pages are fixed , and cannot dynamically reflect the state of the overall web with regard to the terms that they are associated
with . Moreover , because the number of hyperlinks within a given web page is limited , when a user desires to obtain
information regarding a term , phrase or paragraph that is not associated with a hyperlink , the user must employ another
technique . One such existing technique is the search engine .
Search engines enable a user to search the World Wide Web ( " Web " ) for documents related to a search query provided by
the user . Typical search engines operate through a Web Browser interface . Search engines generally require the user to enter a
search query , which is then compared with entries in an " index " describing the occurrence of terms in a set of documents that
have been previously analyzed , for example by a program referred to sometimes as a " web spider " . Entry of such a search
query requires the user to provide terms that have the highest relevance to the user as part of the search query . However , a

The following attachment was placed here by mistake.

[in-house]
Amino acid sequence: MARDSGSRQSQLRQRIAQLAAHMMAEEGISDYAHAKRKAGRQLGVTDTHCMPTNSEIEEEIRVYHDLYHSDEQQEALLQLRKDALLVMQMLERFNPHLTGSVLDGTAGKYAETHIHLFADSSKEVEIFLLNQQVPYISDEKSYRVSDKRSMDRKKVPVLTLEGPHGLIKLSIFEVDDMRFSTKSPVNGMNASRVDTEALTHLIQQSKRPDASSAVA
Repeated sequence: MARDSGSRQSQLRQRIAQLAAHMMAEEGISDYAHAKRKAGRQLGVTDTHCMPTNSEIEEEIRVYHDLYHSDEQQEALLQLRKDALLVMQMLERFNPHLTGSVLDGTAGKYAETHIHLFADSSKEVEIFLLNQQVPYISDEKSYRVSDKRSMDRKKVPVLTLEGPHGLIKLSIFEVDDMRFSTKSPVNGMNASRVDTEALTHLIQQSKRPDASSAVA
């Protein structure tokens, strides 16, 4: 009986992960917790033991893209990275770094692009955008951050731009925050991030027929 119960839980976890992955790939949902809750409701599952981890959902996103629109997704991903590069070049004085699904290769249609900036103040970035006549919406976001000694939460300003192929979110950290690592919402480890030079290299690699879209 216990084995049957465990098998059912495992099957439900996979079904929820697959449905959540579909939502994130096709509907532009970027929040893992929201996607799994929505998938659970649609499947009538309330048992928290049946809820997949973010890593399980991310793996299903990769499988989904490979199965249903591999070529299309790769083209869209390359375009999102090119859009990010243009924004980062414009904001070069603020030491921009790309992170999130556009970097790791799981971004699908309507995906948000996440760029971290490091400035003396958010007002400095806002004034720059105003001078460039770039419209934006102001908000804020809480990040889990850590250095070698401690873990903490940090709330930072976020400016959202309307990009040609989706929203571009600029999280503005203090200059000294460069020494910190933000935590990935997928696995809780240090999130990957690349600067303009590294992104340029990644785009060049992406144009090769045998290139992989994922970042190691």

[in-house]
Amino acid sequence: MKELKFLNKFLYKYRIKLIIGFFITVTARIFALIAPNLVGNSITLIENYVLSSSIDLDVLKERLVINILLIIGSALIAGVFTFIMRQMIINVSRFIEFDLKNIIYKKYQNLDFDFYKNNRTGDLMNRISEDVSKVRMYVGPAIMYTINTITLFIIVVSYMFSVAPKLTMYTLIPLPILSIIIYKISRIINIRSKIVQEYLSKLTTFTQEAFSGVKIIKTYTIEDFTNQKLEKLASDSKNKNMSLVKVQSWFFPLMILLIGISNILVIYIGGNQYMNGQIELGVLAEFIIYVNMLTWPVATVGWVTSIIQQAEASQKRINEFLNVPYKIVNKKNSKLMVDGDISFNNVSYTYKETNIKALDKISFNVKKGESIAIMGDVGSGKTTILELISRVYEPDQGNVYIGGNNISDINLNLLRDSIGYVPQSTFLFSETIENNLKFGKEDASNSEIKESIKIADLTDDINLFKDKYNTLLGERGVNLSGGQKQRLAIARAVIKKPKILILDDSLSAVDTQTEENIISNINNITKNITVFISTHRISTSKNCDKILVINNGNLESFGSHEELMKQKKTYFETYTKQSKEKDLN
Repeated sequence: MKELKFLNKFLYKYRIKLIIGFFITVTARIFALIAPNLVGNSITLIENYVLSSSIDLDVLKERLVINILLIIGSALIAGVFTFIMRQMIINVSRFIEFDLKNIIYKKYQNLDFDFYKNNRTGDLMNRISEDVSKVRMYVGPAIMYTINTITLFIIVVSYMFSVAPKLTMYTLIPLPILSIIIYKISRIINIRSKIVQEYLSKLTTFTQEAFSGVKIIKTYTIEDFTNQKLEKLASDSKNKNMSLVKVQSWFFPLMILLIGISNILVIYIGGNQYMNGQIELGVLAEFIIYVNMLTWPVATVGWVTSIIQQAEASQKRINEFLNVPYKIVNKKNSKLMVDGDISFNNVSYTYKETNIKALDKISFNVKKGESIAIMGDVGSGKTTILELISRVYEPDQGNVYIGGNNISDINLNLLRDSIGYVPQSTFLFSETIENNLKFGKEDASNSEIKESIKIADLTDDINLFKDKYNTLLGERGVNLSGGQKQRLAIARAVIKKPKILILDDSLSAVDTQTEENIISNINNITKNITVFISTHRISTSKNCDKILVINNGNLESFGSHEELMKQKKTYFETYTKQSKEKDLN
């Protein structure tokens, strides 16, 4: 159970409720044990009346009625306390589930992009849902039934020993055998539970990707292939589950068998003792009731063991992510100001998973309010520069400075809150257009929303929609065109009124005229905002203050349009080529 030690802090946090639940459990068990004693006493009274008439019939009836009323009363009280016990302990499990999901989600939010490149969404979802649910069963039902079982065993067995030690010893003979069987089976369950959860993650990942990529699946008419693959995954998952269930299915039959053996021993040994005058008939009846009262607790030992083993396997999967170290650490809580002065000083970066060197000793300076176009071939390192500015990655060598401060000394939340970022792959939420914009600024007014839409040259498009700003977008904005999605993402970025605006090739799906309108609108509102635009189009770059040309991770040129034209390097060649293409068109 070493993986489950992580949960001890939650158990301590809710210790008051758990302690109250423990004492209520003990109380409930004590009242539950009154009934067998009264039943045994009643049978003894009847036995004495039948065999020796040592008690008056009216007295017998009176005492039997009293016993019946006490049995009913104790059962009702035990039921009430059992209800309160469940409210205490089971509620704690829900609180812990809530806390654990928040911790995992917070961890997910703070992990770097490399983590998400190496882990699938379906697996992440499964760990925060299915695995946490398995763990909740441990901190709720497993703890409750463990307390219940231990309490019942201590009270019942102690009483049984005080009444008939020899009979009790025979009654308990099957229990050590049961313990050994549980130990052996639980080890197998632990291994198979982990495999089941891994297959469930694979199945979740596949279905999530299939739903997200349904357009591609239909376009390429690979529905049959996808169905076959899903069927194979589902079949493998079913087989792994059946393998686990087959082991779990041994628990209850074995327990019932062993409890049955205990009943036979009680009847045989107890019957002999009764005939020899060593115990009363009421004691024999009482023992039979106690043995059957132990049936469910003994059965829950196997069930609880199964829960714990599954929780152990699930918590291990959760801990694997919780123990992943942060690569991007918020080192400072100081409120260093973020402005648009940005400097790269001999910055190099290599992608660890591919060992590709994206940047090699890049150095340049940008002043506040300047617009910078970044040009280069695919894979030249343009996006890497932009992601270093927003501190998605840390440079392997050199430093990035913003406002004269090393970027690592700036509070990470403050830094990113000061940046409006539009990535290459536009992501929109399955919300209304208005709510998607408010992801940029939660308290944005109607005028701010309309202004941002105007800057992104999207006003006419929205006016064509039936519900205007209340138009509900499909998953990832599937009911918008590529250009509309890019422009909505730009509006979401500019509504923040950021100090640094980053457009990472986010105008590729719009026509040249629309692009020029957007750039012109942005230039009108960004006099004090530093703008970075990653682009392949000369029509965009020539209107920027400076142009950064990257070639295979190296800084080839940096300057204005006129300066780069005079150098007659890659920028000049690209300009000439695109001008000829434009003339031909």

user generally must refine his or her search query multiple times using ordinary search engines , responding to the
search results from each successive search . Such repeated searching is time consuming , and the format of the terms within
each submitted query may also require the user to provide logical operators in a non-natural language format to express his or
her search .
For the above reasons , it would be desirable to have a system for navigating through a document set , such as the Web ,
which allows a user to freely search for documents related to terms , phrases or paragraphs within a web page without
relying on hyperlinks within the web page . The system should further provide a more convenient technique for internet
navigation than is currently provided by existing search engine interfaces .
Evaluation of Each Segment
•
•
•
•
•
•
•
•
abs: the ‘Abstract’ section of each patent
app: FIELD OF THE INVENTION
task: BACKGROUND OF THE INVENTION
sum: SUMMARY OF THE INVENTION
fea: DETAILED DESCRIPTION OF THE
PREFERRED EMBODIMENT
cla: Claims section of each patent
seg_ext: summaries from each of the sets: abs, app,
task, sum, and fea
full: full texts from each of the sets: abs, app, task,
sum, and fea
Evaluation Goal
• Analyze a human-crafted patent map to see
which segments have more important terms
• Purposes (so as to):
– allow analysts to spot the relevant segments more
quickly for classifying patents in the map
– provide insights to possibly improve automated
clustering and/or categorization in creating the map
Evaluation Method
• In the manual creation of a technology-effect matrix, it
is helpful to be able to quickly spot the keywords that
can be used for classifying the patents in the map.
• Once the keywords or category features are found,